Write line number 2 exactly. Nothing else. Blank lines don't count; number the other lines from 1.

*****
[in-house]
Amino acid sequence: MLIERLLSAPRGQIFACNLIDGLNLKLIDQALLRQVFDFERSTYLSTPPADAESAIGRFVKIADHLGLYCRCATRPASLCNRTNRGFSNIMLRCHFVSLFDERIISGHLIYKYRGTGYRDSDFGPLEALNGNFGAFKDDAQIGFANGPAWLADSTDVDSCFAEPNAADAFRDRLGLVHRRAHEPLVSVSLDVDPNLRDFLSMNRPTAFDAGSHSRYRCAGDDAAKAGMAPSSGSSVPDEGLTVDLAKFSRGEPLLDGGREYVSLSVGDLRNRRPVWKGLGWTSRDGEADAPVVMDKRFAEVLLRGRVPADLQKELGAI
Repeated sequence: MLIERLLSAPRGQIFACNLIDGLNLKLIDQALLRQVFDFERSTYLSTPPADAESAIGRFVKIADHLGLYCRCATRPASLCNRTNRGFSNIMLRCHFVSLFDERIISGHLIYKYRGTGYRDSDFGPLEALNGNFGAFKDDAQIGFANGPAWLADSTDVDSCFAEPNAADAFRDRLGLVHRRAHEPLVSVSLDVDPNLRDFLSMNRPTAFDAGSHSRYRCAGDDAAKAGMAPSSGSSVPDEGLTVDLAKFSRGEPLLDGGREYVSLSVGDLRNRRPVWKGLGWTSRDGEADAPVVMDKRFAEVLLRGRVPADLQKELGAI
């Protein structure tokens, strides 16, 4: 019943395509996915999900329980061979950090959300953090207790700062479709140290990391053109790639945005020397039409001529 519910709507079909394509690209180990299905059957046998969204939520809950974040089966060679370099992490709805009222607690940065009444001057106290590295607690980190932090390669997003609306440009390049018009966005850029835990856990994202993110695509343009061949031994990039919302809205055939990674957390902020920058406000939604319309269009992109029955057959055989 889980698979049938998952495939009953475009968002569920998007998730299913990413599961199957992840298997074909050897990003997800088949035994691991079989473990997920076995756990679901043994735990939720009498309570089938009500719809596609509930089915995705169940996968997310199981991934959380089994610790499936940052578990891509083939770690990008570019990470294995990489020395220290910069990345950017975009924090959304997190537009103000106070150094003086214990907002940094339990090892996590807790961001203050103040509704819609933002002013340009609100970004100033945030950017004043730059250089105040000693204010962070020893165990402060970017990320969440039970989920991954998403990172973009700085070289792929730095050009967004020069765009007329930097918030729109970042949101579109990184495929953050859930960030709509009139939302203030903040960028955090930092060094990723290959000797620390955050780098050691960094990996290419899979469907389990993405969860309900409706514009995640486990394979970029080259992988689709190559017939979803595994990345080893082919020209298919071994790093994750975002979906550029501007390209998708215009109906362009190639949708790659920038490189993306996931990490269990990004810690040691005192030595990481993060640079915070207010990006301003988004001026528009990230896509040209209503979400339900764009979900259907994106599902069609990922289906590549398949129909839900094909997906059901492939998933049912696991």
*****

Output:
Amino acid sequence: MLIERLLSAPRGQIFACNLIDGLNLKLIDQALLRQVFDFERSTYLSTPPADAESAIGRFVKIADHLGLYCRCATRPASLCNRTNRGFSNIMLRCHFVSLFDERIISGHLIYKYRGTGYRDSDFGPLEALNGNFGAFKDDAQIGFANGPAWLADSTDVDSCFAEPNAADAFRDRLGLVHRRAHEPLVSVSLDVDPNLRDFLSMNRPTAFDAGSHSRYRCAGDDAAKAGMAPSSGSSVPDEGLTVDLAKFSRGEPLLDGGREYVSLSVGDLRNRRPVWKGLGWTSRDGEADAPVVMDKRFAEVLLRGRVPADLQKELGAI